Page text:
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  • Africa’s firms revealed as innovative but unsupported

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  • Many creative activities occur in poor nations, but often they are undervalued

  • Little innovative knowledge comes from abroad and firms rarely collaborate

  • The study could be a template for understanding innovation in developing nations

Firms in low-income countries (LIC) have vibrant cultures of innovation, but policymakers’ failure to recognise this fact is undermining the private sector’s development impact, a research project is starting to reveal.

Preliminary results from a case study in Ghana, described by its author as a “breakthrough” and presented during the inaugural African Innovation Summit in Cape Verde this month (4-6 February), challenge the common assumption that innovation is a Northern phenomenon. 

“There are a lots of creative activities taking place, but people think innovation is not relevant for LICs,” says the lead author of the study, Xiaolan Fu, a professor of technology and international development at the University of Oxford, United Kingdom.

“That is why people have not paid enough attention to it and this is one reason why Africa is lagging behind,” she tells SciDev.Net.

Previous, rare attempts to study innovation in LICs have used questionnaires originally designed to measure this trait in developed nations, says Fu.

Instead, she says that she combined case studies, company and trade data, and a survey of more than 500 firms to provide a deeper view of Ghana’s complex innovation landscape.

The study’s design could act as a template for further research, paving the way for better understanding of innovation in other LICs, she adds.

The research revealed innovative products and production practices as well as novel marketing and management strategies, but most of this activity was incremental and based on the diffusion of ideas across Ghana. Little knowledge comes from outside the country and the limited collaboration between businesses was also stifling creativity, it found.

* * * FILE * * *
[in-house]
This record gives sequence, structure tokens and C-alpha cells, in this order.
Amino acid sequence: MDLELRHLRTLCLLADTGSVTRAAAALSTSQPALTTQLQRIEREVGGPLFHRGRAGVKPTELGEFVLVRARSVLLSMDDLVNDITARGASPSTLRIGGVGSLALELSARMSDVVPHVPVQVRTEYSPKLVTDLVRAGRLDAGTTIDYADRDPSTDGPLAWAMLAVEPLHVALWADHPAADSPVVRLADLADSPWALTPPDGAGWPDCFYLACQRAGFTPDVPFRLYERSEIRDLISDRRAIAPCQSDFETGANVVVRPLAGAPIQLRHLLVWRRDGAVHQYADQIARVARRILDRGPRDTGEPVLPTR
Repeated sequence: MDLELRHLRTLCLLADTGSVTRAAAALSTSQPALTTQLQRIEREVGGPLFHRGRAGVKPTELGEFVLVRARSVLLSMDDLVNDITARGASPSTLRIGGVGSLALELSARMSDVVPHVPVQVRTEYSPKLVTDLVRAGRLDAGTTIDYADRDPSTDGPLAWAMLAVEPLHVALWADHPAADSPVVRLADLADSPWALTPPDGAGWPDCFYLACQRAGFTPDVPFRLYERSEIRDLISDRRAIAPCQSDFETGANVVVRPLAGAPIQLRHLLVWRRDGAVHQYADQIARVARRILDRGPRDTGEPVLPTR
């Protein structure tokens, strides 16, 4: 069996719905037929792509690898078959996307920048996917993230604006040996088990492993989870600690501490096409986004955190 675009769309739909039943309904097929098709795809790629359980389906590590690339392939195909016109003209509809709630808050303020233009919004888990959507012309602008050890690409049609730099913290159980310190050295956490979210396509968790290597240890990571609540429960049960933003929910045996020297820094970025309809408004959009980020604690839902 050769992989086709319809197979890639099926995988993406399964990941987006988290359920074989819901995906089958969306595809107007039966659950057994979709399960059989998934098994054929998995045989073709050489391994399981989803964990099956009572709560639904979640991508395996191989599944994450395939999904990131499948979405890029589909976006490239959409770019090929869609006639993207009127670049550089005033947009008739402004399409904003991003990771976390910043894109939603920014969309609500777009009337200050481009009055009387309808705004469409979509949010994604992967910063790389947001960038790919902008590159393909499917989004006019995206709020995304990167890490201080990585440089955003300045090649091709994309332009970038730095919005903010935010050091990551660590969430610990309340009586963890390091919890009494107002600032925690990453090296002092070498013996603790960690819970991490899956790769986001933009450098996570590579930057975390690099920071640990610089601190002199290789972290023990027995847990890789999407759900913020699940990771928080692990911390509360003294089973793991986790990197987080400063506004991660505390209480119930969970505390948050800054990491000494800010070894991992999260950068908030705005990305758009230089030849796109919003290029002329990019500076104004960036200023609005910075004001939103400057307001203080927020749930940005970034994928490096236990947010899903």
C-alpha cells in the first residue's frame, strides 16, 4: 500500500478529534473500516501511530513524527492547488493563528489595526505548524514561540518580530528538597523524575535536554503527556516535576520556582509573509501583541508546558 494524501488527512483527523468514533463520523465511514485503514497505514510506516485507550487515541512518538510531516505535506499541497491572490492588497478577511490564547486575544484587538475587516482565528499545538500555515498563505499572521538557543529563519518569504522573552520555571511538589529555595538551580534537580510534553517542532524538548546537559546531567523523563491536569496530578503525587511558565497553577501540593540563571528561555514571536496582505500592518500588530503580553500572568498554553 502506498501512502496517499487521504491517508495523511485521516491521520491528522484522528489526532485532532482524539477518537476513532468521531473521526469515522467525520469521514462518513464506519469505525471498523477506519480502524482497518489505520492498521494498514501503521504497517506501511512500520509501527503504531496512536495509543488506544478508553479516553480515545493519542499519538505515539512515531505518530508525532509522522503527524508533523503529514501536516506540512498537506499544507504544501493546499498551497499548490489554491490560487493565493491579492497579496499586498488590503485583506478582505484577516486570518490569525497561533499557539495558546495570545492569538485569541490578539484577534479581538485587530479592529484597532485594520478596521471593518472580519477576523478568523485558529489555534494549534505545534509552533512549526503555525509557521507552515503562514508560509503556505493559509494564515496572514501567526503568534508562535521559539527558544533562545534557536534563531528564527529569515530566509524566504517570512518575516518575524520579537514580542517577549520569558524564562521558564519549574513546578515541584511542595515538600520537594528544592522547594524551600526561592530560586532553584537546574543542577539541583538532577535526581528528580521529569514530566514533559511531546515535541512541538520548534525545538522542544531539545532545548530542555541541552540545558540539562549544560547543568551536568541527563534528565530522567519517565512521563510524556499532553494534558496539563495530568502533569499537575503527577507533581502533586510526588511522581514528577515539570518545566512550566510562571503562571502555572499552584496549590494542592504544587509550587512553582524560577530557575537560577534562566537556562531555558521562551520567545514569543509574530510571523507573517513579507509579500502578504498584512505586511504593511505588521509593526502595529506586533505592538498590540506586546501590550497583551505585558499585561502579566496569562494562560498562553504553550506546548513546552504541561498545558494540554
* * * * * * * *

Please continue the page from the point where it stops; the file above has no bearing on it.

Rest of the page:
Governments must therefore implement policies that build national and international  business networks, create incentives for innovators and provide funding to overcome common financial restraints, says Fu.

Her team has already met with officials from the United Kingdom’s Department for International Development — which helped fund the research — and UN agencies to discuss how the findings could feed into policy.

Fu believes the project’s focus on certain industries common across Africa, such as textiles, construction, and processing of resources such as minerals, might allow conclusions to be applied to different countries.

Mammo Muchie, a board member of Globelics, an international academic network for innovation, and an advisor on the project, says the research demonstrates how to study innovation across LICs.

“It shows there is a way we can do serious research in a complex environment where you have a mix of formal and informal sectors,” he says.

But Teresa Soop, a research advisor for the Swedish International Development Cooperation Agency, says the “very low” levels of researchers from developing countries investigating innovation need to be increased if the field is going to make real progress.

More opportunities for innovation studies academics to meet and collaborate, such as the annual Globelics conference — the next instalment of which is scheduled for October in Ethiopia — need to be created, she adds.
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